I bonded, especially, with a child with a mental/emotional disability. In his outbreaks, he would reenact scenes present in the game such as barricading doors to prohibit people from entering, repeating vulgar comments, and physically attacking others.
Later, I found out that, at home, he frequently plays violent video games. The connection between violent gaming and violent tendencies in reality go hand-in-hand.
While social media platforms keep us connected and captivate our attention, cyberbullying as a result of technology increases suicide, anxiety, and depression rates. According to a recent study done by Swansea University, researchers found that “children and young people under 25 who are victims of cyberbullying are more than twice as likely to self-harm and enact suicidal behavior.”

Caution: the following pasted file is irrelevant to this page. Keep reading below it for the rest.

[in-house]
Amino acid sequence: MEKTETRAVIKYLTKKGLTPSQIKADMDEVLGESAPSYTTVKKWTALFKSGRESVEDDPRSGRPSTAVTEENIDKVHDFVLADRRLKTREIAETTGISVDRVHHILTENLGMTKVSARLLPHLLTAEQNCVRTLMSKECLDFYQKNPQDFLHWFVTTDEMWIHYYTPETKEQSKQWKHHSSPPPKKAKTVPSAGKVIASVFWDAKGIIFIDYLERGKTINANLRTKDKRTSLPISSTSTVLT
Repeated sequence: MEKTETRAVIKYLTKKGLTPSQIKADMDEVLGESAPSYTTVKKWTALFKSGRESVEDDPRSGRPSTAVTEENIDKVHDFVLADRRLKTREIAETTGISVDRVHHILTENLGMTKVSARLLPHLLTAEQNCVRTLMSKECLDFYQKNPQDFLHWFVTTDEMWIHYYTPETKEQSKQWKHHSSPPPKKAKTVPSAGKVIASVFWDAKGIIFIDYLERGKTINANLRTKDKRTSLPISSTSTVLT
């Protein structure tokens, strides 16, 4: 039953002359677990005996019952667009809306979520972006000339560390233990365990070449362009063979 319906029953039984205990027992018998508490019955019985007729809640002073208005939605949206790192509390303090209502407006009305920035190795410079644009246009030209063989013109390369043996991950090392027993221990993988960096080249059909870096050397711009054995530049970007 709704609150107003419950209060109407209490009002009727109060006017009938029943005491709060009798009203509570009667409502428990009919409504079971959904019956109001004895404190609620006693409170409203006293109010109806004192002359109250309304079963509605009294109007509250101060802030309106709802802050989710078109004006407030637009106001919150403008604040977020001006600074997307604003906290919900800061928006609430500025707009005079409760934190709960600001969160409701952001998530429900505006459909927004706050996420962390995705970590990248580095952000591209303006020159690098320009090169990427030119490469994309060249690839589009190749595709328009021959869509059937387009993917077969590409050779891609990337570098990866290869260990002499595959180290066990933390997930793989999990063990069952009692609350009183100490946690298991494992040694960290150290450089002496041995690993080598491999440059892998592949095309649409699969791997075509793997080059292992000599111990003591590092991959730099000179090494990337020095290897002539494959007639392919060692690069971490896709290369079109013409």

In addition, new statistics from the Center for Disease Control display that “suicide rates for boys aged 15 to 19 have increased more than 30 percent” and those of “teenage females are at a 40-year high.”
If one were to physically graph, over time, the prevalence of technology in society on the x-axis and cyber-related issues on the y-axis, the correlation would display a steady incline.
Bullying as a result of technology is higher now than ever before. Possibly the most frightening statistic lies in that of electronic-using teens for more than a few hours a day are at a higher risk for suicide given that the “negative repercussions of cyberbullying heighten an “individual’s sense of isolation and lead to feelings of hopelessness” (Swansea).
The constant desire to be “connected” deems us much less likely to engage in face-to-face interactions with our peers, thus deteriorating our social-emotional skills and essential to our overall well-being.
Much of the human brain fuels off social-emotional relationships that humans form with those that we encounter in our everyday lives; however, electronics are dragging us away from our peers and isolating us from society. Much more teens, today, admit to depressive and suicidal thoughts than a short five years ago (Duncan).